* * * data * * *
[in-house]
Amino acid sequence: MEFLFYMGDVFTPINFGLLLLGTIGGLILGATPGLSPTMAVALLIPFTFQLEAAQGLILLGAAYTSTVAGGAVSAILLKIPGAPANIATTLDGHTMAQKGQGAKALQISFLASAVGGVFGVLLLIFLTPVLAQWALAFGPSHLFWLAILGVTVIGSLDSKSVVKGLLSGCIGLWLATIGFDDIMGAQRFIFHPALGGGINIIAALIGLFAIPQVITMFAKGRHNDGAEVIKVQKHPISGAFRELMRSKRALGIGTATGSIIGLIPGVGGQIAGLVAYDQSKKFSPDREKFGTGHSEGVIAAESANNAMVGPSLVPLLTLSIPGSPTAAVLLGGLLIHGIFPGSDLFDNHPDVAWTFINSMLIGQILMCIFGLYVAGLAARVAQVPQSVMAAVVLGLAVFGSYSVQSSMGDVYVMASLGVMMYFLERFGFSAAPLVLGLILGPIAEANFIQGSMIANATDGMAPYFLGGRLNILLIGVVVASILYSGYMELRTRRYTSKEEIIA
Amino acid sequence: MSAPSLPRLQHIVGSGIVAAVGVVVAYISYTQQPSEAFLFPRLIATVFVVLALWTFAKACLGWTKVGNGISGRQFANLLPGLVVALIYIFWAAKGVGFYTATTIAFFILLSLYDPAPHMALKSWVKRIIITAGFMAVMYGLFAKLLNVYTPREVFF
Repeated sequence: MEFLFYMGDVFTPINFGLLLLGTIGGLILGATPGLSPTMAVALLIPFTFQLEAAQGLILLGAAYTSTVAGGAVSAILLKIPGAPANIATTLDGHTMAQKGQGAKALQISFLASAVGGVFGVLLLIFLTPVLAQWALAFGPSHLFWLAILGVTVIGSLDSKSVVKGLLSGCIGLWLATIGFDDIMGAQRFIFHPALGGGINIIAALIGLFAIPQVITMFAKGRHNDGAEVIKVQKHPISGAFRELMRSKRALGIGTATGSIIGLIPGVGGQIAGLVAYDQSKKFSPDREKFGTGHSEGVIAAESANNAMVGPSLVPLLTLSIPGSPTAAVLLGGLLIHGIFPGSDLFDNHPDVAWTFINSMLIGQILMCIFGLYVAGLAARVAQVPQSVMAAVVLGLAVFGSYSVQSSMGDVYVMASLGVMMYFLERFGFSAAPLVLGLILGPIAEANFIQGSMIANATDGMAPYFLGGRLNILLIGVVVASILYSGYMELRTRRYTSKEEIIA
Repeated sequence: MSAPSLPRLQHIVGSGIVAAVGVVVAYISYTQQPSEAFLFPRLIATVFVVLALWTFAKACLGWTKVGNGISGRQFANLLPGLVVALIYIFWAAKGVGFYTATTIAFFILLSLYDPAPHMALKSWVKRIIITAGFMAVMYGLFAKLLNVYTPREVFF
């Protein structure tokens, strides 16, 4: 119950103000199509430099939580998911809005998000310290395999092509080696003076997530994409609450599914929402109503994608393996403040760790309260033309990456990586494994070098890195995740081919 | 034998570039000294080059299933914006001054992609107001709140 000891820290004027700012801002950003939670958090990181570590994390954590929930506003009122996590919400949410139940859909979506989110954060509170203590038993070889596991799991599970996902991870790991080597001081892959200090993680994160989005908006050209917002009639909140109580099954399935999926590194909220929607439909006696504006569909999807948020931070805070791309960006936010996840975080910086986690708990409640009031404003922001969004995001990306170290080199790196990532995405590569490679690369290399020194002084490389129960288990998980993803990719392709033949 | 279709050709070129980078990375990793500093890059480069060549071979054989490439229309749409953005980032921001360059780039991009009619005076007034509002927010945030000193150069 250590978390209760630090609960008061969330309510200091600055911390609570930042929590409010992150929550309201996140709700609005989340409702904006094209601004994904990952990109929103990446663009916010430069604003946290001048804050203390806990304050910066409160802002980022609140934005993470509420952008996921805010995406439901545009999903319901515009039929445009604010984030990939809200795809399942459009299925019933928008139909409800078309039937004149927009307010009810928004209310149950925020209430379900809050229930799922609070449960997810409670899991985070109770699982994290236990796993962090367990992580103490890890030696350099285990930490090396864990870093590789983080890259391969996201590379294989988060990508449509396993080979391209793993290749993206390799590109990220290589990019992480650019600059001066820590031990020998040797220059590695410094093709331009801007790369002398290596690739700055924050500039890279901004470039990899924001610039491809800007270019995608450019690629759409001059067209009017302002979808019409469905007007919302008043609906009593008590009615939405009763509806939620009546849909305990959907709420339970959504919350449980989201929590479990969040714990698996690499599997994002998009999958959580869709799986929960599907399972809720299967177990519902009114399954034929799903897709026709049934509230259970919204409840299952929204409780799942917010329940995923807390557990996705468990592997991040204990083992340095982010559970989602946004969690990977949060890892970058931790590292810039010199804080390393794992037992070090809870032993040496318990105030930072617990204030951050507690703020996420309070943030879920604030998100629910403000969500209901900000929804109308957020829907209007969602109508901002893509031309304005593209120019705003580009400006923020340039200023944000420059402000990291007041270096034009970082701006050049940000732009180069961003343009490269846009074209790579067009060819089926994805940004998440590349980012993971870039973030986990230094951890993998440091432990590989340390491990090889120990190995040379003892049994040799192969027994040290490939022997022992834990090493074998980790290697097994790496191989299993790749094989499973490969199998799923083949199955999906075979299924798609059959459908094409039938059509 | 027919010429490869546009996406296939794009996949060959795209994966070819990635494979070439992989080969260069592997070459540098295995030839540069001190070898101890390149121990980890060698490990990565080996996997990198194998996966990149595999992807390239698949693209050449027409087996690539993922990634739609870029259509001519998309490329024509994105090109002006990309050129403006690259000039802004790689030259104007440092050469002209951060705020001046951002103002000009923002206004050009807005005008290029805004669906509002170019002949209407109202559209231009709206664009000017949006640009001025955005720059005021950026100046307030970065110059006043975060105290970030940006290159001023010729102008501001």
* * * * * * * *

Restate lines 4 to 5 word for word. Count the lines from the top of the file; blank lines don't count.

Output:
Repeated sequence: MEFLFYMGDVFTPINFGLLLLGTIGGLILGATPGLSPTMAVALLIPFTFQLEAAQGLILLGAAYTSTVAGGAVSAILLKIPGAPANIATTLDGHTMAQKGQGAKALQISFLASAVGGVFGVLLLIFLTPVLAQWALAFGPSHLFWLAILGVTVIGSLDSKSVVKGLLSGCIGLWLATIGFDDIMGAQRFIFHPALGGGINIIAALIGLFAIPQVITMFAKGRHNDGAEVIKVQKHPISGAFRELMRSKRALGIGTATGSIIGLIPGVGGQIAGLVAYDQSKKFSPDREKFGTGHSEGVIAAESANNAMVGPSLVPLLTLSIPGSPTAAVLLGGLLIHGIFPGSDLFDNHPDVAWTFINSMLIGQILMCIFGLYVAGLAARVAQVPQSVMAAVVLGLAVFGSYSVQSSMGDVYVMASLGVMMYFLERFGFSAAPLVLGLILGPIAEANFIQGSMIANATDGMAPYFLGGRLNILLIGVVVASILYSGYMELRTRRYTSKEEIIA
Repeated sequence: MSAPSLPRLQHIVGSGIVAAVGVVVAYISYTQQPSEAFLFPRLIATVFVVLALWTFAKACLGWTKVGNGISGRQFANLLPGLVVALIYIFWAAKGVGFYTATTIAFFILLSLYDPAPHMALKSWVKRIIITAGFMAVMYGLFAKLLNVYTPREVFF